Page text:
Archive for relative clauses

Citizenship and syntax (updated, and updated again)

Last week the Washington Post published an op-ed by Michael Anton arguing that the United States should do away with birthright citizenship—the principle that anyone born in the United States is a U.S. citizen, even if their parents are foreign-born noncitizens. The op-ed has attracted a lot of attention from people on both the left and the right, and by “attention” I mean “condemnation”. (E.g., Garrett Epps at The Atlantic, Mark Joseph Stern at Slate, Dan Drezner at the Washington Post, Robert Tracinski at The Federalist, Alex Nowraseth at The American Conservative, and Jonathan Adler at Volokh Conspiracy. See also this Vox explainer.)

The criticism both on on Anton’s nativism, but also on his interpretation of the 14th Amendment, on which birthright citizenship is based. One of the interpretive moves for which Anton has been criticized is his handling of a statement made on the floor of the Senate while the proposed text of the 14th Amendment was being debated. And that dispute turns on the resolution of a syntactic ambiguity.

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Resumptive pronoun of the week

Jonathan O'Connell, "Feds, Trump attorneys wrangle over president’s D.C. hotel lease", Washington Post 2/10/2017 [emphasis added:

Chaffetz told reporters this week that he was interested to learn how officials intended to grapple with the potentially awkward situation in which the Trump-led government intended to negotiate with a business controlled by the president’s family.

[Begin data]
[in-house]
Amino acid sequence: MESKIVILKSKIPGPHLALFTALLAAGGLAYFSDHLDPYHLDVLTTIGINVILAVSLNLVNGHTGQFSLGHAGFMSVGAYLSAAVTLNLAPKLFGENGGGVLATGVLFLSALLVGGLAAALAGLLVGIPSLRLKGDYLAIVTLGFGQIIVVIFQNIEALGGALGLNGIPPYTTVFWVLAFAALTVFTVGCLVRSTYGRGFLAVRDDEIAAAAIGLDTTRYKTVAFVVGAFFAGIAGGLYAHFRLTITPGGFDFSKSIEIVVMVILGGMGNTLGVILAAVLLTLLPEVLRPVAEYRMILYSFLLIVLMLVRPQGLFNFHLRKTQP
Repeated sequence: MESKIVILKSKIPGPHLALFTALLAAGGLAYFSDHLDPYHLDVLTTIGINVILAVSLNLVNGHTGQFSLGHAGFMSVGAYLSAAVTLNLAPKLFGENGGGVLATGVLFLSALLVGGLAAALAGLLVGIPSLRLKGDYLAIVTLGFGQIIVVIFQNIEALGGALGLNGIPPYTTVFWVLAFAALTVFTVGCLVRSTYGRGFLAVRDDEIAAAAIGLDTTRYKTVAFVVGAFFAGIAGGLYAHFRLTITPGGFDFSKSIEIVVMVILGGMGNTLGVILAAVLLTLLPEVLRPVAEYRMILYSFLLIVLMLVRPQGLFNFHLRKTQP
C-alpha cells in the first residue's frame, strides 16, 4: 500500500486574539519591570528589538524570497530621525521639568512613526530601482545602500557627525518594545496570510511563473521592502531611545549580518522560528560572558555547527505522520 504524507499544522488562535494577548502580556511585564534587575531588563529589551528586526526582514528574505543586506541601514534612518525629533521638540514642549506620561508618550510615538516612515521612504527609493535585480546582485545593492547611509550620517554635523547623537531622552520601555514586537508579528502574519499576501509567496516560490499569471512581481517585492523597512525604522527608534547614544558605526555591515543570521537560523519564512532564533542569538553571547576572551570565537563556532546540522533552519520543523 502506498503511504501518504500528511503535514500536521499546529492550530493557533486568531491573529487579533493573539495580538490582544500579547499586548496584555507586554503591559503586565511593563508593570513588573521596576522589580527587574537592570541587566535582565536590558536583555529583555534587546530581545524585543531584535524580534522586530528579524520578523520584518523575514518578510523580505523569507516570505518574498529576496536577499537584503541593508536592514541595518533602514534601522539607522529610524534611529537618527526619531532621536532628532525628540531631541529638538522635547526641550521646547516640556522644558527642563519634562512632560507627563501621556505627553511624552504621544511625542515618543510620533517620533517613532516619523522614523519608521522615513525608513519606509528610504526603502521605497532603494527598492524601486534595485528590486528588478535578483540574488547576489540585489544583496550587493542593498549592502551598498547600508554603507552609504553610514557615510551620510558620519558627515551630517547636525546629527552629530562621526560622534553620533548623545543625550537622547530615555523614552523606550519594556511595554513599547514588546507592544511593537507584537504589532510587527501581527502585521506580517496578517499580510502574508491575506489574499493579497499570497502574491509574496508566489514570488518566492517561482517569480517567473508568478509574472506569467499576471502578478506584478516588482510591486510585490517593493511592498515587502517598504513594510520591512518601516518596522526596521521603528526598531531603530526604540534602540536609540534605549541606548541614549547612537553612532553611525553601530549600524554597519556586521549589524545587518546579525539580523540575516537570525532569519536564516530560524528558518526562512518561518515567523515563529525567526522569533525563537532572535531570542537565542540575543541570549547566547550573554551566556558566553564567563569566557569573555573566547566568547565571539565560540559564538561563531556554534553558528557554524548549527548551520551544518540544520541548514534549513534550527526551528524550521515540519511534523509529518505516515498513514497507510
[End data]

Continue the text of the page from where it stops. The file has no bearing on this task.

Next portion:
“His being both the landlord and the tenant is something that we’re curious what the GSA’s opinion of that is,” Chaffetz said.

The earliest version of this quote seems to have come from Kyle Cheney, "Chaffetz has no idea why Trump wants to see him", Politico 2/7/2017, and it's been reproduced in several other stories. But I haven't been able to find a recording, and there's no evidence that reporters' shoddy quotation practices have improved, so despite the quotation marks, we have no way to know whether these are Chaffetz's words or a reporter's  paraphrase.

Whoever created the sentence, however, it offers a nice example of what linguists call a "resumptive pronoun".

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Gaps inside adjunct phrases

Linguists have often assumed that the principles of English syntax do not allow a dependency between the head noun and the "gap" in a relative clause to span the boundaries of an adjunct such as a conditional if phrase. They will invent pairs of this sort to illustrate the ungrammatical results:

  1. I'm working with a man that I think you would absolutely hate.
  2. *I'm working with a man that if you saw you would throw up.